Use your senses—sight, sound, touch, taste and smell—to get present. Look at the project at hand: the black and white words, the icons across the bottom of the screen. Listen to the buzzing of the hard-drive, the conversation between coworkers at the desk beside you. Feel the keyboard as you type and observe what it feels like to sit on your desk chair. What fabric is on your chair? Is it smooth? Taste the mint in your mouth, really taste it, savor it. Smell the coffee permeating from the kitchen. Being in this very moment, instead of worrying about how you’re possibly going to complete your work on time to make it to the bus stop to grab the kids for art class, will decrease stress and increase productivity. Get present—and awaken to now.
3. Accept what is
Lean in to that clambering jackhammer outside your window! Don’t try to block it out, or change it (replaying the scene in your head when you run outside and scream at the construction crew to stop with the noise, you have an important deadline to meet!!). Accept that in the same way you have work to do, so does the crew. And, yes! It’s frustrating, but being frustrated won’t kill you. Get comfortable being uncomfortable. You have it in you to accept what is and move toward your deadline. Promise.
4. Get in the flow
Flow, a term coined by Mihály Csíkszentmihályi, is the result of being so engaged in an activity that your awareness of time disappears, and you are almost one with what you are doing. I’m sure you’ve heard an artist talk about losing herself in her art. She's describing flow. To achieve flow, you need to be able to do three things: engage for an ample amount of time on one task, focus wholeheartedly and with intensity, and finish the task to completion. Ready, set, flow!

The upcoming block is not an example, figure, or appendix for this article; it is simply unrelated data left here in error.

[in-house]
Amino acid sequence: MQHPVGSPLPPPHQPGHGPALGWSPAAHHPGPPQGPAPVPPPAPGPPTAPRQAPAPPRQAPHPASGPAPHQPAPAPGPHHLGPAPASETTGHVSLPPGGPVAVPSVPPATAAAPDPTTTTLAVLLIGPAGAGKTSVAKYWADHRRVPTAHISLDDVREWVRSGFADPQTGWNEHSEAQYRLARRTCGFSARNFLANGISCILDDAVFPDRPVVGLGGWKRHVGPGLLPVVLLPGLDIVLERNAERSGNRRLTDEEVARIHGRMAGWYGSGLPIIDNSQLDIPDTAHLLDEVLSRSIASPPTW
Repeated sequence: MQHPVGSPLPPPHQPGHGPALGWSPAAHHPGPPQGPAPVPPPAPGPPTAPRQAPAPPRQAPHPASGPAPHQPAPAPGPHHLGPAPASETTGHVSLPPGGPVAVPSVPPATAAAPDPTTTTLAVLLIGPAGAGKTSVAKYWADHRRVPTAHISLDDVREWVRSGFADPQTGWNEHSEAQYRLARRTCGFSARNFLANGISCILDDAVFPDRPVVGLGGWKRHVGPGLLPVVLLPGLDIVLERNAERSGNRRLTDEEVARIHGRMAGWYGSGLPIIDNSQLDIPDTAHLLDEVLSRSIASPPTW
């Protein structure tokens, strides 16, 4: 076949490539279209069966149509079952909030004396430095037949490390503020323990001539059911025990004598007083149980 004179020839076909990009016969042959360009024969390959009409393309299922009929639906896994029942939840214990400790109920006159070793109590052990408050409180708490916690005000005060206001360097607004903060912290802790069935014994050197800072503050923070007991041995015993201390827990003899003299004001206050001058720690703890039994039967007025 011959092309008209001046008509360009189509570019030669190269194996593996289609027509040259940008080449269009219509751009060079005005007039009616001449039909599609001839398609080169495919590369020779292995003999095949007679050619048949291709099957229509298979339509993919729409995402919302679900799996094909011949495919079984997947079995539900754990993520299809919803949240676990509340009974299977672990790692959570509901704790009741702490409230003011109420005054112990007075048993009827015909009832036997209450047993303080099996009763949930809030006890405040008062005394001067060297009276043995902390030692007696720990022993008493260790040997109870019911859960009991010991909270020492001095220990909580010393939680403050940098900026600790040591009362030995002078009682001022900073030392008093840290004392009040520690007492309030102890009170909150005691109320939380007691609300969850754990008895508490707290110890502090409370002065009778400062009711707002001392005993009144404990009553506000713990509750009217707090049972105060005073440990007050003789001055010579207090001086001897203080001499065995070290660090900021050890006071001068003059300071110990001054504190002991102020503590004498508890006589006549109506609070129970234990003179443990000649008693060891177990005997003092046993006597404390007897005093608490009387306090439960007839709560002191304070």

5. Set aside mindful time
Researchers have found that within minutes of waking up, our fight or flight system is already engaged. Why? The minute we wake, we start to worry about all that we must accomplish today. Instead of following suit, make a choice to start your day off right. Rise and shine! Take a few minutes to focus on your breathing, feel what it’s like to be in your body, observe the mattress underneath your back. When a thought about the day ahead attempts to distract, watch it pass, again, like a car.
6. Take breaks to breathe
It makes it easier to attend to the task at hand if you go into it feeling centered. I suggest taking two minutes to breathe; focus on your breath, be still and feel that you’re alive before you pass go. In addition, leave several minutes at the end of your meeting to unwind from task one and ready yourself to dive into task two. Being a psychologist, I have the benefit of booking every hour but working in 50-minute increments, allowing several minutes to write my note on each patient, take a minute to breathe, let go of the last session, and ready myself for the person walking through the door next. Each time someone comes in, I am committed to being fresh and new for them. They deserve that. Consider every hour a fresh start. You deserve it, too, and the bonus is it’s easier to get in the zone when doing your day a little bit at a time. Breathe, dive in, do, repeat!
7. Get the app
Get help from leading experts in the field! There are many apps available to assist you in mindfulness, visualization, breathing exercises and meditation. Gaiam’s Meditation Studio app launched on iTunes and quickly made the "Best New Apps for 2016” list. Download it and enjoy guided meditations led by the country's top experts. There’s no reason to go it alone. Download your way to focus and awareness.
Following these helpful hints will allow you to get the most out of your minute, your hour, your day, your life, yourself. I don’t think that any of us can ask for more than that!
Graphics: Ben Wagner